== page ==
21 Bond Street Melbourne, Victoria 3000
|Opening hours||Daily noon-3pm; 6pm-late|
|Features||Accepts bookings, Bar, Business lunch, Degustation, Events, Gluten-free options, Groups, Licensed, Lunch specials, Long lunch, Private dining, Vegetarian friendly, Wheelchair access|
|Prices||Expensive (mains over $40)|
|Chef||Shane Delia, Daniel Giraldo|
|Payments||Diner's Club, eftpos, AMEX, Visa, Mastercard|
|Phone||03 9629 5900|
Are you vegetarian yet? You should be. Ethically, I hear good things. But more importantly, it's super in right now, right up there with doing a digital cleanse and quitting Facebook. Just as importantly, it doesn't suck to be vegetarian, even vegan, in restaurants anymore. See Carlton's Green Man's Arms, the new all-vego pub; the completely plant-based Latin American food at Smith & Daughters, and the sandwich bars and pizzerias erupting everywhere where nothing but soya crops died in aid of your dinner.
True, there aren't as many purists at the pointy end of dining (after you'd been to Transformer, the choices dwindle), but if you can share space with the meat-inclined, the top end has you covered. Every fine diner from Attica to the Royal Mail does vegan degs. But having eaten at a number of the top tier with friends who like food without faces, it's chef Shane Delia's decade-old Maha on Bond Street that repeatedly comes out on top.
So we interrupt our regular broadcast to bring you Maha: The vego edition. Not only has Delia's mod-Maltese-Australian restaurant been flying the flag for animal-abstainers for six years (by the end of 2018, they expect their meatless menus to account for 15 per cent of the restaurant's entire output), it's recently had a major nip and tuck by Techne Architects that's worth everyone's attention.
Dinner whichever way you're playing it now takes place in a subterranean space that's lost a lot of its boudoir redness for webbed gold bar stools, smoky art and mirrors and a ceiling feature of staggered wooden panels resembling filing dividers to get any stationery fan hot. Exposed now: a 2000-bottle cellar and kitchen-turned-centrepiece-fishbowl. Apparently the room is infused with custom scents. I smell cumin, and money.
For everyone the journey starts with a smooth ushering to table, or the lengthy bar if you're early, where cocktails are twisted with arak and pomegranate and are interesting if optional over essential. A sweet gin, lime, and anise-heavy arak would be better named as a twist on a southside than a "martini", but it's pleasant. I don't know if anyone's ordering the number featuring peanut butter, cream and Tia Maria, but I want to give them and the drink a long slow clap just for existing.
It's set menu only. Four, six or eight courses in vegan, vegetarian or omnivore, with the option to wine match.
There's crossover. Individual Turkish breads arrive coated with coarse salt and toasted coriander seeds to rip and dip in grassy olive oil and sesame-speckled dukkah, or run through a wave of smooth hummus with brown butter welled at its heart. Mixed olives drop hot, both in temperature and thanks to a roll around with fermented chilli paste fel fel.
Paths diverge here. In place of pickled mussels, for vegetarians it's cucumbers in a cool pool of yoghurt, soft but bright after a gentle soak in arak, salted with a dusting of dried olives. There are fine, fried pastry triangles with black bean centres daubed with sweet-pungent black garlic for punch. Rice-stuffed zucchini flowers are like crisp, mellow dolmades with the zucchini itself riding on top in a little cumin-fragrant tomato salad. Take note, when choosing the size of your adventure: this is course one.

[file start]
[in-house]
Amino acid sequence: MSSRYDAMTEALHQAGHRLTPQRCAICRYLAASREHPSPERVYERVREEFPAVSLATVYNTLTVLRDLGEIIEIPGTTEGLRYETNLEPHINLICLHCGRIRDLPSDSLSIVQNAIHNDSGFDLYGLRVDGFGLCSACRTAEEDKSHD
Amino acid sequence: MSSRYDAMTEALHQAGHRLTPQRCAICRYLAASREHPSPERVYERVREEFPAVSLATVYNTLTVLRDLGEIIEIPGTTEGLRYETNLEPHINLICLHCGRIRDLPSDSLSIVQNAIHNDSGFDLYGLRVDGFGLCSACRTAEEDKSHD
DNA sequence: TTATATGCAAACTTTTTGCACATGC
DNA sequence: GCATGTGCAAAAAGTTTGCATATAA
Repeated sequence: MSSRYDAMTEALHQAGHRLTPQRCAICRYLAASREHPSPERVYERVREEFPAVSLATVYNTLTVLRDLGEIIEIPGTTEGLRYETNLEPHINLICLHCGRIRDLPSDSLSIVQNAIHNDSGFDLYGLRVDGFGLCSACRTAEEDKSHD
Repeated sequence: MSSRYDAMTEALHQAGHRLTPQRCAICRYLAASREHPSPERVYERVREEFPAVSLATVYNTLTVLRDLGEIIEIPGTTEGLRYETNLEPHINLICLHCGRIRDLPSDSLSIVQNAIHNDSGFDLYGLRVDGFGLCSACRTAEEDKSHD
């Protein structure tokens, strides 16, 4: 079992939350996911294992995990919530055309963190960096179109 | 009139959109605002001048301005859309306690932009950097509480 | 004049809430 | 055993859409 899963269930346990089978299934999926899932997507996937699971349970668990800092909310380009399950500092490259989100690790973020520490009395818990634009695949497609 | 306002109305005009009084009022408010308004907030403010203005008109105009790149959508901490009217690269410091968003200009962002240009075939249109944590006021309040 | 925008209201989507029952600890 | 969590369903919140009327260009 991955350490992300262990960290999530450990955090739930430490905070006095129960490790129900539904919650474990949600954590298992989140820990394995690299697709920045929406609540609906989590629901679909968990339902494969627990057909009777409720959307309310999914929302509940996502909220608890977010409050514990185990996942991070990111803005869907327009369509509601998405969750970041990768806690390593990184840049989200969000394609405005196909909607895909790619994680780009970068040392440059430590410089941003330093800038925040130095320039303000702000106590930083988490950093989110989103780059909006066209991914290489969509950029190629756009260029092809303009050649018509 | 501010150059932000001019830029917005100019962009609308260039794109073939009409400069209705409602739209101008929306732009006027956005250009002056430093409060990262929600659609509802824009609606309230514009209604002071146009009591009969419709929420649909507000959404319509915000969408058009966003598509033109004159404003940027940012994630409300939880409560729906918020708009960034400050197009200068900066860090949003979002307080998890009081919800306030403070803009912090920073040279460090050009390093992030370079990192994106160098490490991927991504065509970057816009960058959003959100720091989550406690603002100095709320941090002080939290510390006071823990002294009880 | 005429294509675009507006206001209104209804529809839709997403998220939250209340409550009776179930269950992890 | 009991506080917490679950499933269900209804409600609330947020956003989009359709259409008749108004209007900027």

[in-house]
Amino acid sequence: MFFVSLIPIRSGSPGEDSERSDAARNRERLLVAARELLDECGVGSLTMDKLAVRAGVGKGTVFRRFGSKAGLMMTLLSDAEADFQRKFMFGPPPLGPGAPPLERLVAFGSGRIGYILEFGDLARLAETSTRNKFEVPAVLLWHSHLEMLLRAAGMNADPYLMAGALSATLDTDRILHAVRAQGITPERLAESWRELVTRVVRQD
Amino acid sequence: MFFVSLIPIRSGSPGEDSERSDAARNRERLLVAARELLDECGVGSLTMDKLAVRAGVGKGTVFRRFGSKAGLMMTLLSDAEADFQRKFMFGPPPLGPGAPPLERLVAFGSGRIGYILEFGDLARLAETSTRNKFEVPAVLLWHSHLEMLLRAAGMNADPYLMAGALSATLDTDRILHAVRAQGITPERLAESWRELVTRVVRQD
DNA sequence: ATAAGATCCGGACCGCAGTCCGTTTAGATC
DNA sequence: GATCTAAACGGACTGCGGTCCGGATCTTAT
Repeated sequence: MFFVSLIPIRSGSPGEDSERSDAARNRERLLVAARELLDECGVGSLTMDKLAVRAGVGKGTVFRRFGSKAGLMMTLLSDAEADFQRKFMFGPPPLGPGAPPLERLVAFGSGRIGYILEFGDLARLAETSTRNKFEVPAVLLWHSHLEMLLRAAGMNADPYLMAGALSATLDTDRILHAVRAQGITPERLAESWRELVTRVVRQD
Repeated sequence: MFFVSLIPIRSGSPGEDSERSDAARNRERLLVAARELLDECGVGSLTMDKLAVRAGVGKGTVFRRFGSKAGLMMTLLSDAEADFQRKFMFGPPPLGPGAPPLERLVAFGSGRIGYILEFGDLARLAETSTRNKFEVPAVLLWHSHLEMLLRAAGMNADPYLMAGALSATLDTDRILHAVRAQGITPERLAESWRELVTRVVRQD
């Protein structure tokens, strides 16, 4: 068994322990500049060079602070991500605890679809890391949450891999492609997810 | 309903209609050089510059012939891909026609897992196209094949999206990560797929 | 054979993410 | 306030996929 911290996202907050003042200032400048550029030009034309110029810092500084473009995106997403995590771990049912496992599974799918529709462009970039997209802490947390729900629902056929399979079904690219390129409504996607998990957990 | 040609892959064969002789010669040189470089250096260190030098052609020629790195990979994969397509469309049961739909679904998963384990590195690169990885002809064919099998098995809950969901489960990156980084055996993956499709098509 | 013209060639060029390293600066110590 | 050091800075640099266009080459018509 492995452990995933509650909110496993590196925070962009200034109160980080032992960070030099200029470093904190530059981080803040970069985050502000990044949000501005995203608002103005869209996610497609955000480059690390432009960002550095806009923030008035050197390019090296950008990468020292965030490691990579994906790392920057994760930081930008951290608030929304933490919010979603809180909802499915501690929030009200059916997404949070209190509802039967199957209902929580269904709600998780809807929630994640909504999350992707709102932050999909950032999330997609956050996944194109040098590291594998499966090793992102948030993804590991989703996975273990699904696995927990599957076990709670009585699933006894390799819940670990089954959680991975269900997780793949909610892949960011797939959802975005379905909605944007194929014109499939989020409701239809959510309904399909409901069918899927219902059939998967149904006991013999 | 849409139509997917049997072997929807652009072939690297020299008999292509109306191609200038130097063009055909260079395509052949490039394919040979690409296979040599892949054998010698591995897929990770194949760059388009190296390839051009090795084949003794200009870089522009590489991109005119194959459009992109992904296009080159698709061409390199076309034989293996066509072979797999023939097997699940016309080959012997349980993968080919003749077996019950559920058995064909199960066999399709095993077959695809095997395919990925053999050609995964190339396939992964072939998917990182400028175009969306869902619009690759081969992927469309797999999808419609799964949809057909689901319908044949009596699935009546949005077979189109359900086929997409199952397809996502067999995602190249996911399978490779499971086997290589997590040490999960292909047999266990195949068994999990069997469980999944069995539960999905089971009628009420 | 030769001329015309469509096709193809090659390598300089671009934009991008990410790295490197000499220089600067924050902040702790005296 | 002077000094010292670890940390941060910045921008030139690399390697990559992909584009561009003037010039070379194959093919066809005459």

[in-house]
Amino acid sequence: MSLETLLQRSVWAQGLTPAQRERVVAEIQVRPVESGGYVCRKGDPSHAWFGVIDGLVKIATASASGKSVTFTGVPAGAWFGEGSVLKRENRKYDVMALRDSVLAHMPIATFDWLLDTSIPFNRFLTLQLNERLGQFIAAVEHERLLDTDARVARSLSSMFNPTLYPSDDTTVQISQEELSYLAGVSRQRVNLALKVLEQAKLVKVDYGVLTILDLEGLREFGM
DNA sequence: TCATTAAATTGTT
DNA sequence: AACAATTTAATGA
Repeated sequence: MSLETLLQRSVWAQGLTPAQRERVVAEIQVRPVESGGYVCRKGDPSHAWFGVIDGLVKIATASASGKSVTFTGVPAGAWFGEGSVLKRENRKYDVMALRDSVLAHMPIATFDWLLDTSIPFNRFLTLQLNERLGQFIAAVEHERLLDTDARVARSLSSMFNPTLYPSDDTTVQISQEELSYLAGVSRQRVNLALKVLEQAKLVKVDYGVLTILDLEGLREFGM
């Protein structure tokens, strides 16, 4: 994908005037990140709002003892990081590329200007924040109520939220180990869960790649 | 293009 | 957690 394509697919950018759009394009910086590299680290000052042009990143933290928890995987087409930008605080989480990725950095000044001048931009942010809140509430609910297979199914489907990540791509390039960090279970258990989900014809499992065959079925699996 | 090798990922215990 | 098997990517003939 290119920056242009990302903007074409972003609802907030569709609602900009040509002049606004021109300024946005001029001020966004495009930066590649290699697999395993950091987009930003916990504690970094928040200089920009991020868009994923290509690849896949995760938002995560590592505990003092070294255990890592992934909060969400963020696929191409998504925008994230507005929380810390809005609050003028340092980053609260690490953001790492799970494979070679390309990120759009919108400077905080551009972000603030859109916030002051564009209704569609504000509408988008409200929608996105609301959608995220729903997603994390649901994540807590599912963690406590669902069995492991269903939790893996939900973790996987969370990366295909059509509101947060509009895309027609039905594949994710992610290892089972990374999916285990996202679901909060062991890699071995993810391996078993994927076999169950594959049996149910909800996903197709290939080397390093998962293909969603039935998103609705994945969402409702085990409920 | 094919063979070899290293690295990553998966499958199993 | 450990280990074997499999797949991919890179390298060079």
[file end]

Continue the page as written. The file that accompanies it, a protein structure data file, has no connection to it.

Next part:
It's also worth considering the wine match ($50-$85) if you want variety. There are fun finds by bottle in a list that's mostly repping Australia, France and Italy, but by-the-glass options start at $18 for a 2015 Rockford hand-picked riesling and run to $32.
The strongest dishes, as is almost always the case with vego/vegan cooking, are those devised from scratch rather than reverse-engineered to remove the meat. A borek shaped like an escargot pastry filled with a sharp garlicky mix of spinach and mushrooms and crowned with toasty slices of pine mushroom is all killer.
An eggplant double-act sees a fudgy plank dressed with the smoke of baba ghanoush, sweet pops of pomegranate and a rubble of herbs and fried shallots.
It's an adage proved in reverse. I'm not sure the vegan manti – dumplings of the Middle East, pinched to little crosses on the top – are at their best with a red lentil filling. The texture is a little play dough, but the shroud of shaved fennel, pinging with preserved orange and pinenuts, does a lot to lift their game. Ditto the dish of (quite) charred cauliflower on a cauli-hummus dressed with dill oil and a shallot dressing – it's hard to forget how good it is if you've tried the version topped with wagyu.
But otherwise there are few moments when you miss meat. It's a bright, inventive, texturally-diverse trip. Dessert is a triple hit of tart, almost savoury, sumac sorbet crowning a panna cotta on a crisp biscuit. A chill glass counters sweet strawberry granita with herbal basil sorbet. Turkish delight-filled doughnut balls, taken with a syrupy glass of the honey-and-spice house-infused arak, is a home run that's anyone's friend (so long as you bend to bee products). The whole operation is. Consider it next time you want a meat-free break without the self-flagellation.
Pro Tip: Take the wine match if you want variety. By-the-glass options are pricey.
Go-to Dish: The opening flurry: flatbreads and hummus; zucchini flower dolmades.